It is often as important to know when a given experiment or treatment has not had an impact as it is to know when it has. Unfortunately, experiments may yield non-significant results for two reasons: i) there was no biological effect of the treatments, or ii) the design of the experiment was not adequate to detect an effect. Distinguishing between these two is not difficult, however many authors fail to do so, preferring instead to conclude that non-significant results are evidence of “no effect”. This is simply wrong - statistically non-significant results are non-conclusive (a principle that was established almost a century ago: Fisher RA 1935 The design of experiments. Hafner, New York).

Some authors have recommended the use of “Power Analysis” to address this issue, however this approach is potentially fatally flawed, and alternative methods that assess confidence intervals around effect size are recommended (see eg Havenhand, Dupont & Quinn (in press) and Nakagawa & Foster 2004 Acta Ethologica).


Impacts of larval type on the energetics of adult populations

Photo Jon Havenhand. A newly hatched veliger larva of the gastropod Bembicium nanum.  The maternal energy invested in each larva is a primary determinant of reproductive success.

(coming!)

 

 

 

 

Participation in EU-Networks

  • European Project on Ocean Acidification (EPOCA)
  • 
Advanced tool for scenarios of the Baltic Sea ECOsystem to SUPPORT decision making (ECOSUPPORT)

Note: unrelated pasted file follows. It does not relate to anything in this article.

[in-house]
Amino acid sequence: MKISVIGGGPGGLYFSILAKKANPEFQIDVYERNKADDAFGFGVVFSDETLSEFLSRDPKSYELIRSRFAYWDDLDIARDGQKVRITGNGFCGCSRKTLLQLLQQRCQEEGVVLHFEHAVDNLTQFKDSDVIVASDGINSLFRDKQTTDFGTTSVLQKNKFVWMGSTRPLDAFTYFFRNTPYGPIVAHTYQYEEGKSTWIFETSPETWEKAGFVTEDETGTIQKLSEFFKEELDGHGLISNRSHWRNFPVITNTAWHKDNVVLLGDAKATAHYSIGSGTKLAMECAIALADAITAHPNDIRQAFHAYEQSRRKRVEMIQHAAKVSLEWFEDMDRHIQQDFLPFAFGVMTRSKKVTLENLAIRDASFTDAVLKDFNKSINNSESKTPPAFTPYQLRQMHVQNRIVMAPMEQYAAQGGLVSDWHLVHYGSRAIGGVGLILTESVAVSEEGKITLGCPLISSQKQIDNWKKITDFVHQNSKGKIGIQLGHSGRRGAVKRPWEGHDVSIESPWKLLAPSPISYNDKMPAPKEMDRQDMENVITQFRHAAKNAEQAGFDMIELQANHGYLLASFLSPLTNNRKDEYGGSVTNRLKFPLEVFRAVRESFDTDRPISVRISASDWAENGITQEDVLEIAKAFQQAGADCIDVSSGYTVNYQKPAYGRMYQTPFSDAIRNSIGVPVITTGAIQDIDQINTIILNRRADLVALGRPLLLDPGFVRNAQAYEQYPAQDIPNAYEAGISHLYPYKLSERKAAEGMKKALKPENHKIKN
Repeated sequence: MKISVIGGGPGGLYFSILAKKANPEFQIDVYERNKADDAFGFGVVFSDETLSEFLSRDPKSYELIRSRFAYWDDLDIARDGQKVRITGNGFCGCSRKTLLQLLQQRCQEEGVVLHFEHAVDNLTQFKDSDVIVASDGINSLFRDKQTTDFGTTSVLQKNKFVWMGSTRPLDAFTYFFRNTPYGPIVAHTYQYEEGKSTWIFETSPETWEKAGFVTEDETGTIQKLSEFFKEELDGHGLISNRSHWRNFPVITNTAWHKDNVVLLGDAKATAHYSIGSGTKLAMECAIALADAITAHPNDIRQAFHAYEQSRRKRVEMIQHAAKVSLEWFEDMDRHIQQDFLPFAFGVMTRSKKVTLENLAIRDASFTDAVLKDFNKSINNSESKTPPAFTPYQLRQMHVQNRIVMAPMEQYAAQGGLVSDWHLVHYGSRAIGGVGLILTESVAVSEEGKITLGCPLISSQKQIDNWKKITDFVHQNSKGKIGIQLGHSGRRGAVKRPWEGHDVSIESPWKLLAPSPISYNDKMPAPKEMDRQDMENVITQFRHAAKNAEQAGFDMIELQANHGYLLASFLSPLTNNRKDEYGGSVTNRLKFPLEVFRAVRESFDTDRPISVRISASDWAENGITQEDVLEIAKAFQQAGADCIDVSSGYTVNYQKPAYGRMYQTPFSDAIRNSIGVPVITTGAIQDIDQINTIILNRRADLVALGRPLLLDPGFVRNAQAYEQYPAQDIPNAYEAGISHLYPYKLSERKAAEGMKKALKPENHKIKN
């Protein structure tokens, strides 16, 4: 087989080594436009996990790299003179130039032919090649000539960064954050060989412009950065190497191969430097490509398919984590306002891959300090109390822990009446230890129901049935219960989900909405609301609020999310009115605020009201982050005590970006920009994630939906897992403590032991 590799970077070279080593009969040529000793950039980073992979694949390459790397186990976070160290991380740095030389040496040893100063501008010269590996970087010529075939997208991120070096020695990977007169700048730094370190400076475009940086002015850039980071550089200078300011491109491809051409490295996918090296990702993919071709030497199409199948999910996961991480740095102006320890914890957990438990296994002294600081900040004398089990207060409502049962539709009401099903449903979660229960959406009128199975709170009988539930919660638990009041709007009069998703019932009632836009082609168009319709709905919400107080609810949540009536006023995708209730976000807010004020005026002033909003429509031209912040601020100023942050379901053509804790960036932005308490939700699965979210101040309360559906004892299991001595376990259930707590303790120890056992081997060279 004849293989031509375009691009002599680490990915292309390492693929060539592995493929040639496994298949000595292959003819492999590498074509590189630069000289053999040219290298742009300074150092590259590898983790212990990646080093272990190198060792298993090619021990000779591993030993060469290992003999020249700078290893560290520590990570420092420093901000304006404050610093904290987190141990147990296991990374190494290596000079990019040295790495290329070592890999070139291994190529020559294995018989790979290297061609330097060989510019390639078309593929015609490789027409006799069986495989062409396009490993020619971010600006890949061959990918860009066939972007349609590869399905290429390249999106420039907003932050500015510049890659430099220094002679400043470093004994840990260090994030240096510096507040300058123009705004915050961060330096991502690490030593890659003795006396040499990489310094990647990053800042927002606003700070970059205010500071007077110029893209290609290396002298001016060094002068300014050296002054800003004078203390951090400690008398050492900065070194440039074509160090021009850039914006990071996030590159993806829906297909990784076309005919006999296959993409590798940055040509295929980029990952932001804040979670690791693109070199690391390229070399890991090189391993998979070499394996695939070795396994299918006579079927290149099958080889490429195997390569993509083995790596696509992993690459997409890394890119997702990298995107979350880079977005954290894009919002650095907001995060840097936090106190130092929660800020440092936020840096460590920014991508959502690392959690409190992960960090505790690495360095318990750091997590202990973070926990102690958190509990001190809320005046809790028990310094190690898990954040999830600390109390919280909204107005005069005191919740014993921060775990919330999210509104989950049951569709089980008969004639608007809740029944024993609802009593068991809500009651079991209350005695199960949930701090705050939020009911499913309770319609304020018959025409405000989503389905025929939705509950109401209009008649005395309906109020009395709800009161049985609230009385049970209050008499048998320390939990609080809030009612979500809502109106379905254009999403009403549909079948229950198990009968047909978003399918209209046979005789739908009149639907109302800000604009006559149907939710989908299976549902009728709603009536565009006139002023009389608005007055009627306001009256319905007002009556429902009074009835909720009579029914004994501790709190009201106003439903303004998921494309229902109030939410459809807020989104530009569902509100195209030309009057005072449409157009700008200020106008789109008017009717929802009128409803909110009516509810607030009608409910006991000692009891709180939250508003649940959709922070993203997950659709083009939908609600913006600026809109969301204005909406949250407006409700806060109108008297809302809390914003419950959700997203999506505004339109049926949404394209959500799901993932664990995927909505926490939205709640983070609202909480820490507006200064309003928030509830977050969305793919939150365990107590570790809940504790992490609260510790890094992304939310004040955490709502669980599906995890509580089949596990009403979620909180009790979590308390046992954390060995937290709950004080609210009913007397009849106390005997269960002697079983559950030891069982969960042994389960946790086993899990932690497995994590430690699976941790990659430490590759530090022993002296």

• WreckProtect

 

 


Scientific publications

Jon Havenhand has published more than 50 scientific publications including several edited book chapters. The publications have been cited more than 600 times. (H-index = 17.)

Full list of publications as pdf-file

Key publications:

Serrão, EA & JN Havenhand (2009) Fertilization strategies In: M.Wahl (ed) Marine Hard Bottom Communities. Springer, Heidelberg. p 149-164.

Havenhand, JN & Schlegel, P., 2009. Near-future levels of ocean acidification do not affect sperm motility and fertilization kinetics in the oyster Crassostrea gigas. Biogeosciences, 6, 3009-3015.

Dupont, S., J.N. Havenhand, W. Thorndyke, L. Peck, M.C. Thorndyke (2008) CO2-driven ocean acidification radically affects larval survival and development. Marine Ecology Progress Series. 373: 285-294

Johannesson K, Havenhand JN, Jonsson PR, Lindegarth M, Sundin A, Hollander J (2008) Male discrimination of female mucous trails permits assortative mating in a marine snail species. Evolution 62: 3178-3184

Havenhand JN, Buttler F-R, Thorndyke MC, Williamson JE (2008) Near-future levels of ocean acidification reduce fertilization success in a sea urchin. Current Biology 18: R651-R652